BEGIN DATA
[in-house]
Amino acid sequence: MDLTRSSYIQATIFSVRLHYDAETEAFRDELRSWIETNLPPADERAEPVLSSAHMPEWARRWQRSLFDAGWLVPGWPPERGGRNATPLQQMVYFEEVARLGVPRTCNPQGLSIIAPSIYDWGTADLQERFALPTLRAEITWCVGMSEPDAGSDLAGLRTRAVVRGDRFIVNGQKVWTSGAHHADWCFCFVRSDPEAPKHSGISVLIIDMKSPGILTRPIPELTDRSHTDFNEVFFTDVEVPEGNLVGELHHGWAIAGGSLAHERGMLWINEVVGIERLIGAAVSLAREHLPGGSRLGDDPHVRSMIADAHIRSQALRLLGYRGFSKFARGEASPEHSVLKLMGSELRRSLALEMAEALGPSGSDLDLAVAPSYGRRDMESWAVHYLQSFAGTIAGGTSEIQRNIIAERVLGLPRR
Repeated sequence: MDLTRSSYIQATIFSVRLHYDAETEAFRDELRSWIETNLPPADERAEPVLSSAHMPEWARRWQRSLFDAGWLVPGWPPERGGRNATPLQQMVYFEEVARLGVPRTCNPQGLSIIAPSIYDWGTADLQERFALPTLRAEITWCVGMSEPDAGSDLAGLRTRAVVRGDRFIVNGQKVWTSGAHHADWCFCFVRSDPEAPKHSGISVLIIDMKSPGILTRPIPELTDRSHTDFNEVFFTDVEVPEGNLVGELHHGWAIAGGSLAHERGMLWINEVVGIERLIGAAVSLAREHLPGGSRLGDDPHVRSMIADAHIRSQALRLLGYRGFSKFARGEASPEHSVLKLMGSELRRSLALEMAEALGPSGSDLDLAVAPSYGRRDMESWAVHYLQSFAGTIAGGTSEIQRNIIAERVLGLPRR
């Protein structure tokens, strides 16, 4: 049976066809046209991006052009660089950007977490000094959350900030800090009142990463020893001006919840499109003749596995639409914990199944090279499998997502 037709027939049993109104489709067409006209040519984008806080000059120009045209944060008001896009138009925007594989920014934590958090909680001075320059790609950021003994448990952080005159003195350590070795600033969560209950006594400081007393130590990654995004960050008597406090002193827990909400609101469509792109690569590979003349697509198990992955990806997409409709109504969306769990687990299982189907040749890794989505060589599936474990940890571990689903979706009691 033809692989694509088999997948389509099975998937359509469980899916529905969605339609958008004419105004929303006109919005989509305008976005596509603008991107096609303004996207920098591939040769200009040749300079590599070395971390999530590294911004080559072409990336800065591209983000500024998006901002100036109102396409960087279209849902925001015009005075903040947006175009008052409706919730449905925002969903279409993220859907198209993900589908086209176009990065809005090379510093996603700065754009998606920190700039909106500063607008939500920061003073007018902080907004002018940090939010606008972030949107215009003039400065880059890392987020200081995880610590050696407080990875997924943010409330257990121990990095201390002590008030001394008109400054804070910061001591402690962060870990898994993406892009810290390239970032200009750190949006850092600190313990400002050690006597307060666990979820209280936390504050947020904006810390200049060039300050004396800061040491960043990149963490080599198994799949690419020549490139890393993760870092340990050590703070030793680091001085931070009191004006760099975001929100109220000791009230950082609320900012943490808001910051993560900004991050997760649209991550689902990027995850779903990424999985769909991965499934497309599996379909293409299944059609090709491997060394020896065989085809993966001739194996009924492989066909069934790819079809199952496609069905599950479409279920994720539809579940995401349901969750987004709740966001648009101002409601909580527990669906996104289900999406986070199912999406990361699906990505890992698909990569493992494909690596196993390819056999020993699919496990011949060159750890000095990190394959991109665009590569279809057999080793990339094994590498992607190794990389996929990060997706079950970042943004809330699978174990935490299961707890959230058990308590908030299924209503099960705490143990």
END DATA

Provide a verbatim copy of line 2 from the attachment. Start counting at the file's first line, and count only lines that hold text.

Amino acid sequence: MDLTRSSYIQATIFSVRLHYDAETEAFRDELRSWIETNLPPADERAEPVLSSAHMPEWARRWQRSLFDAGWLVPGWPPERGGRNATPLQQMVYFEEVARLGVPRTCNPQGLSIIAPSIYDWGTADLQERFALPTLRAEITWCVGMSEPDAGSDLAGLRTRAVVRGDRFIVNGQKVWTSGAHHADWCFCFVRSDPEAPKHSGISVLIIDMKSPGILTRPIPELTDRSHTDFNEVFFTDVEVPEGNLVGELHHGWAIAGGSLAHERGMLWINEVVGIERLIGAAVSLAREHLPGGSRLGDDPHVRSMIADAHIRSQALRLLGYRGFSKFARGEASPEHSVLKLMGSELRRSLALEMAEALGPSGSDLDLAVAPSYGRRDMESWAVHYLQSFAGTIAGGTSEIQRNIIAERVLGLPRR